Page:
2013 Texas Legislature - After a Long Fight, Legislature Votes to Improve Highway Safety
This weekend the Texas Legislature approved HB 2741, a vehicle licensing bill that included a provision to increase penalties on trucks that are hauling overweight loads on our roadways. The House voted 135-9 to approve this measure after differences between House and Senate versions of the bill were ironed out in a conference committee. The Senate approved the measure as well, but the recorded vote is not available as of this publication. All that is missing now for our roadways to become a little bit safer is for Governor Rick Perry to apply his signature.
Currently the law on overloading trucks is hardly even a slight deterrent to those who wish to cheat the system to gain an unfair business advantage by carrying overweight loads. The average fine for violation of existing law is less than what you and I would pay for a speeding ticket - about $150. Under the new law, there is a sliding scale of penalties that range up to $10,000 for the first offense. These fines are doubled on the 3rd offense. The bill also includes fines for trucking companies with repeat offenses, and in some cases, for shippers who are demanding heavy loads be carried.
Overloaded trucks are destroying roadways in Texas at a record rate. Roads that are designed to last twenty to thirty years are being turned to rubble in five to ten years. In addition to the huge maintenance expense, these damaged roads are a massive safety hazard causing damage to other vehicles, accidents and even fatalities. Often accidents are also caused by drivers not being able to control the overloaded trucks in an emergency situation leading to increased highway deaths. This is why it is so important for Gov. Perry to sign this bill into law.
It has been an interesting process, watching this series of bills make their way into its final form and passage. I am reminded of what someone once said about the making of sausage. You can enjoy eating it, but you do not want to watch how they make it.
In a bill like this, there are many competing interests who are looking out for their own well-being. County governments want money for road repairs as does TXDOT. At the same time, the many areas of the trucking industry want to protect their ability to do the vital job of hauling our nation's goods to market. Taxpayers want their investment in our roadways to be protected and drivers want safe roadways so they and their families can drive safely. Many of these interests are mutually exclusive and negotiations can be difficult.
Of course, the trucking industry is not monolithic in its wants and needs either. There are oil company truck companies, logging trucks, garbage haulers, milk and other ag related trucks, ready mix trucks and dump trucks. Trying to keep all of these competing interests happy is a very difficult task for legislators in drafting a final solution like the one passed.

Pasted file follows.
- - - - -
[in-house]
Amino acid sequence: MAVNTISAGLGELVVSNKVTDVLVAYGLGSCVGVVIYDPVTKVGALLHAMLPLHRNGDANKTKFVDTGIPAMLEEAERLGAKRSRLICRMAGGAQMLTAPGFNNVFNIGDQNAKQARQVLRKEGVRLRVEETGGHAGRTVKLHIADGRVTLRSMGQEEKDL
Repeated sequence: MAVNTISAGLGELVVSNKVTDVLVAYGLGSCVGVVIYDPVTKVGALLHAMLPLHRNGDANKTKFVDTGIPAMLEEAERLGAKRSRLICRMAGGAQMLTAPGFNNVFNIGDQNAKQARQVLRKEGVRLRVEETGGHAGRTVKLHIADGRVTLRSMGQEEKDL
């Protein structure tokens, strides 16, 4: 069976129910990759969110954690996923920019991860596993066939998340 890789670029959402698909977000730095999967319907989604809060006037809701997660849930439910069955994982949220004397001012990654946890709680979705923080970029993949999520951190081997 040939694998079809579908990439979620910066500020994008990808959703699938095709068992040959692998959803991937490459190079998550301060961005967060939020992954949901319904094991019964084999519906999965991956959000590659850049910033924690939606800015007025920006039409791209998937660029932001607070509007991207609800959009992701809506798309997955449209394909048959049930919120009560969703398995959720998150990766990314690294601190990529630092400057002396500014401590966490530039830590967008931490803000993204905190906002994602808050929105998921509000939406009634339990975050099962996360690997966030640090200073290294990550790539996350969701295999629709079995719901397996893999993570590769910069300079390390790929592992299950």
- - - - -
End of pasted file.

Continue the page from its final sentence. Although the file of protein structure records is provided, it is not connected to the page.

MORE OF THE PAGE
It brings to mind, the game of Whack-A-Mole. As soon as you get ready mix companies happy, up pops the oil industry. Satisfy them and up pops logging companies. Make them happy and county governments pop up looking for their money. Then taxpayers start yelling for enforcement and safety on the roadways. As each mole pops up, they must be dealt with and brought on board. In some cases the bill was made stronger. In others it was diluted.
It took a great team of legislators working long hours to bring this bill to passage. Initial legislative drafts were introduced by Representativies Allen Fletcher (R-Cypress), George Lavender (R-Texarkana), James White (R-Woodville) and Senator Robert Nichols (R-Jacksonville). House Transportation Committee Chairman Larry Phillips (R-Sherman) also played a crucial role in ushering this bill through the jungle of the legislative process.
As the session was winding down to its final days, it appeared we might not be able to bring it together and get a bill passed. But then, Senator Tommy Williams (R-The Woodlands) threw down the gauntlet from the senate and passed an amendment to a budgetary funding bill that tied the money being allocated for road maintenance to the passage of the increased fines in this bill. Without this bill's passage, the nearly half a billion dollars allocated to road maintenance would have been stripped from transportation and given to social services programs.
Suddenly things started moving forward again. From time to time it still appeared the entire bill might die, but in the end a bill was passed that is better than the current situation. It is by no means a perfect solution, but it moves the ball forward and deals with an important issue while making our roads a little safer and protecting the investment of tax dollars in infrastructure.
All that remains is for Governor Perry to make this into law. It is up to you to let the Governor's office know this bill is good for Texas and good for Texans. Call or write Governor Perry and ask him to protect our roadways by signing this bill into law.